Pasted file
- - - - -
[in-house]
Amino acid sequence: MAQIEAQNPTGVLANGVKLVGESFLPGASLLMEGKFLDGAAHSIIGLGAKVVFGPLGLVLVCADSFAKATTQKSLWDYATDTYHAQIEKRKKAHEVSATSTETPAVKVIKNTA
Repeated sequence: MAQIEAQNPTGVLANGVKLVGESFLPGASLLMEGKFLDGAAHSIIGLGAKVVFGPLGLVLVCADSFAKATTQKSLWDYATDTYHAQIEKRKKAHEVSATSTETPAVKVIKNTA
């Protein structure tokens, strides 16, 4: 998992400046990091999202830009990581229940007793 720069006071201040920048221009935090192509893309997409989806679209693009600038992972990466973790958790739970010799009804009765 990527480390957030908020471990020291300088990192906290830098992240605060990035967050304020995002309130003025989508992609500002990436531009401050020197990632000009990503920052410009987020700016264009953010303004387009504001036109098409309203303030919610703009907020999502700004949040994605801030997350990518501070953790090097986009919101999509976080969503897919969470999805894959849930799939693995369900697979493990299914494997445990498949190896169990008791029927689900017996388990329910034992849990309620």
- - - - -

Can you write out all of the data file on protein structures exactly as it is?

[in-house]
Amino acid sequence: MAQIEAQNPTGVLANGVKLVGESFLPGASLLMEGKFLDGAAHSIIGLGAKVVFGPLGLVLVCADSFAKATTQKSLWDYATDTYHAQIEKRKKAHEVSATSTETPAVKVIKNTA
Repeated sequence: MAQIEAQNPTGVLANGVKLVGESFLPGASLLMEGKFLDGAAHSIIGLGAKVVFGPLGLVLVCADSFAKATTQKSLWDYATDTYHAQIEKRKKAHEVSATSTETPAVKVIKNTA
């Protein structure tokens, strides 16, 4: 998992400046990091999202830009990581229940007793 720069006071201040920048221009935090192509893309997409989806679209693009600038992972990466973790958790739970010799009804009765 990527480390957030908020471990020291300088990192906290830098992240605060990035967050304020995002309130003025989508992609500002990436531009401050020197990632000009990503920052410009987020700016264009953010303004387009504001036109098409309203303030919610703009907020999502700004949040994605801030997350990518501070953790090097986009919101999509976080969503897919969470999805894959849930799939693995369900697979493990299914494997445990498949190896169990008791029927689900017996388990329910034992849990309620």